Back in late March, One City/One Future, a group of community advocates and planners, labor unions, scholars, and others released A Blueprint for Growth that Works for All New Yorkers. Many of the Blueprint’s ideas and strategies have been bouncing around for a while, and some have already been put to work in other cities. But given the sour economy, it’s a good time to present them to the public in a consolidated way. As the Mayor’s office and business lobby groups like the Partnership for New York City plan for the future by re-jiggering the standard pro-business agenda, the One City/One Future agenda shows us what real progressive planning looks like. Furthermore, the Blueprint has the potential to re-orient the discussion about what role the municipal government should play in bringing about a more balanced, equitable future for all New Yorkers.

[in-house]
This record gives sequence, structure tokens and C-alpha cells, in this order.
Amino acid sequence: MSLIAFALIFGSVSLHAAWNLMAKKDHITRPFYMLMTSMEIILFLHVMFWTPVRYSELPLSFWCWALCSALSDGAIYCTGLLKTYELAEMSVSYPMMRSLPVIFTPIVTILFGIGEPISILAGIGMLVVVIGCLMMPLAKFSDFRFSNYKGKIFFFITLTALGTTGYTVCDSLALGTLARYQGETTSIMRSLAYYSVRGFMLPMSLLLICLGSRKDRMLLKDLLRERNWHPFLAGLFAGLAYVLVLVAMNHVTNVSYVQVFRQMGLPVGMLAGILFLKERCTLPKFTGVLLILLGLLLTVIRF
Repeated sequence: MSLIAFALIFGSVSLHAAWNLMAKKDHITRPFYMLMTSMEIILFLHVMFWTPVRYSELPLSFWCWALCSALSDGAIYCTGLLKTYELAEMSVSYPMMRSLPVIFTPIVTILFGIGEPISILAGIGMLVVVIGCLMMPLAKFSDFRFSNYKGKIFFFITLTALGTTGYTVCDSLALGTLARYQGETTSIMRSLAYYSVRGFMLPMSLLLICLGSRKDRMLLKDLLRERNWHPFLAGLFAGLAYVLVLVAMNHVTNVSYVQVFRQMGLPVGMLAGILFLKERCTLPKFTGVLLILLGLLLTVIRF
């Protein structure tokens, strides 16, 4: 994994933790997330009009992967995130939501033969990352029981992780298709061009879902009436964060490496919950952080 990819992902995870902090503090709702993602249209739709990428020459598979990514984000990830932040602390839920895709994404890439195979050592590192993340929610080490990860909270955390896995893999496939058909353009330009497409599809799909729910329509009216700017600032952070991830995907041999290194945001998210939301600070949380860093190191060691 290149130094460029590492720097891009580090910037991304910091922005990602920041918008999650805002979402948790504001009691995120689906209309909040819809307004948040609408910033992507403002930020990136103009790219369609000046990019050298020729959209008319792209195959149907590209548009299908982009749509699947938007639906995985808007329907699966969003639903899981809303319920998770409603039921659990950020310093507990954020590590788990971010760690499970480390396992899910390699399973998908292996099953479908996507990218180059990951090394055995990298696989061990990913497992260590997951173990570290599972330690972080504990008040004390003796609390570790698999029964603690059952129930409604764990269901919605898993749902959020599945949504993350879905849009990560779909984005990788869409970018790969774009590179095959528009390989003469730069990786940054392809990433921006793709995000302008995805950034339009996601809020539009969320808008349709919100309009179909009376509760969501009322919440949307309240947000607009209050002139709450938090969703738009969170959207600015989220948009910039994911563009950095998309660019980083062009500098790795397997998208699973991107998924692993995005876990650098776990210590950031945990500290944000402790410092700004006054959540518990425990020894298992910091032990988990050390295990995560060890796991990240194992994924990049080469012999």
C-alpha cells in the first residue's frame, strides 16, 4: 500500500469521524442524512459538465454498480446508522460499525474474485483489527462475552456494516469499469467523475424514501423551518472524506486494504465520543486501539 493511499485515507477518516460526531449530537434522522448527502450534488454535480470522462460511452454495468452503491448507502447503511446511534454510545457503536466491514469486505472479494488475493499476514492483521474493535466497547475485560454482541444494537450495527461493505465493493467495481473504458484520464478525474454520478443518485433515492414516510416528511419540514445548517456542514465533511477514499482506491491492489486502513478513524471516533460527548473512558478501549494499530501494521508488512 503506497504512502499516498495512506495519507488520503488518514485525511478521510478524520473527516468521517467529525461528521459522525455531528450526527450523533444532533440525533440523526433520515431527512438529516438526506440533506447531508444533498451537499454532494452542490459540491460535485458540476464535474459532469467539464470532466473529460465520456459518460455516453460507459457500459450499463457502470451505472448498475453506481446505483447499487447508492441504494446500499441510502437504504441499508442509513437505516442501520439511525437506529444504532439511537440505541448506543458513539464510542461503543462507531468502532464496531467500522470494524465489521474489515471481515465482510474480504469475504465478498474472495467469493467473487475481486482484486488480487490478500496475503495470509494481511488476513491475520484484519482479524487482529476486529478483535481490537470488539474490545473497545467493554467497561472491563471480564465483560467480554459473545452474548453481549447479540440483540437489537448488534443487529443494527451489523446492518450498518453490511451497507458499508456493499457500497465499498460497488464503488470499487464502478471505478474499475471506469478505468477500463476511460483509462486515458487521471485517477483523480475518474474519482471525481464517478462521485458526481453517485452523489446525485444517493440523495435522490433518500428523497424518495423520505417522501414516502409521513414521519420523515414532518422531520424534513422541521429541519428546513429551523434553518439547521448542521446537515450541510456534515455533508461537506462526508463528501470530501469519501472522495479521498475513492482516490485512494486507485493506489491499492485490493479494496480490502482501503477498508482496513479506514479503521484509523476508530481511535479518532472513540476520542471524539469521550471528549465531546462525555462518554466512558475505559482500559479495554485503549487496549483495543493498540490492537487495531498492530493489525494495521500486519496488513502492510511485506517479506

Tweaks and Nudges vs. Real Intervention
You can’t argue that the Bloomberg administration has been unconcerned with issues of social equity that the Blueprint tackles head on: poverty, affordable housing, etc. Indeed, the former has been feted in liberal circles for its “innovative” approaches to such thorny problems. Keep in mind, though, that the driving concern here is with the city’s competitiveness in the global marketplace. Inadequate housing stock— the reasoning goes—keeps talented people from coming, and if already here, from staying. While perhaps bad in and of itself, poverty leads to neglected neighborhoods, dirty streets, and crime: the forces, in other words, that destroy a city’s quality of life and further strain its stock of human capital. More technically speaking, the affordability crisis and the wage gap point to market inefficiencies, which if uncorrected, will do significant damage to the city’s “brand.”